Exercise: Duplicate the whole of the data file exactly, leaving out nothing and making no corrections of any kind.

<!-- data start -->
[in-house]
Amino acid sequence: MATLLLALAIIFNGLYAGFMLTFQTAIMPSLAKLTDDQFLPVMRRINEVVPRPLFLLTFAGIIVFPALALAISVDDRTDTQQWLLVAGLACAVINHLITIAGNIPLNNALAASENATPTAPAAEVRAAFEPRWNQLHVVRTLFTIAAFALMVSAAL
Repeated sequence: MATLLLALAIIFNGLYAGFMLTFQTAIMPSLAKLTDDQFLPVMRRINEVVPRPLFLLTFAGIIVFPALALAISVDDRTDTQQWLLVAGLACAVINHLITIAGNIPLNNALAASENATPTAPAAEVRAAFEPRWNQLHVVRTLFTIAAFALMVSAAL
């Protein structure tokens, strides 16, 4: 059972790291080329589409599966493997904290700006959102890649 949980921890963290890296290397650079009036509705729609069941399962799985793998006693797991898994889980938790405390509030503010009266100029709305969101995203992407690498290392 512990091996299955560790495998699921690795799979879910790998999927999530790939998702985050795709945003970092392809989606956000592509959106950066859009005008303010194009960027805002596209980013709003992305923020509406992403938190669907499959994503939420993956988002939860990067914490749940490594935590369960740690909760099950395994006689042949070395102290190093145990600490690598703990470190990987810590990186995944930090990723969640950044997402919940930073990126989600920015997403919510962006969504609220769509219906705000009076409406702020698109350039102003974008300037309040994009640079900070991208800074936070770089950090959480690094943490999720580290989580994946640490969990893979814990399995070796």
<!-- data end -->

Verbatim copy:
[in-house]
Amino acid sequence: MATLLLALAIIFNGLYAGFMLTFQTAIMPSLAKLTDDQFLPVMRRINEVVPRPLFLLTFAGIIVFPALALAISVDDRTDTQQWLLVAGLACAVINHLITIAGNIPLNNALAASENATPTAPAAEVRAAFEPRWNQLHVVRTLFTIAAFALMVSAAL
Repeated sequence: MATLLLALAIIFNGLYAGFMLTFQTAIMPSLAKLTDDQFLPVMRRINEVVPRPLFLLTFAGIIVFPALALAISVDDRTDTQQWLLVAGLACAVINHLITIAGNIPLNNALAASENATPTAPAAEVRAAFEPRWNQLHVVRTLFTIAAFALMVSAAL
């Protein structure tokens, strides 16, 4: 059972790291080329589409599966493997904290700006959102890649 949980921890963290890296290397650079009036509705729609069941399962799985793998006693797991898994889980938790405390509030503010009266100029709305969101995203992407690498290392 512990091996299955560790495998699921690795799979879910790998999927999530790939998702985050795709945003970092392809989606956000592509959106950066859009005008303010194009960027805002596209980013709003992305923020509406992403938190669907499959994503939420993956988002939860990067914490749940490594935590369960740690909760099950395994006689042949070395102290190093145990600490690598703990470190990987810590990186995944930090990723969640950044997402919940930073990126989600920015997403919510962006969504609220769509219906705000009076409406702020698109350039102003974008300037309040994009640079900070991208800074936070770089950090959480690094943490999720580290989580994946640490969990893979814990399995070796």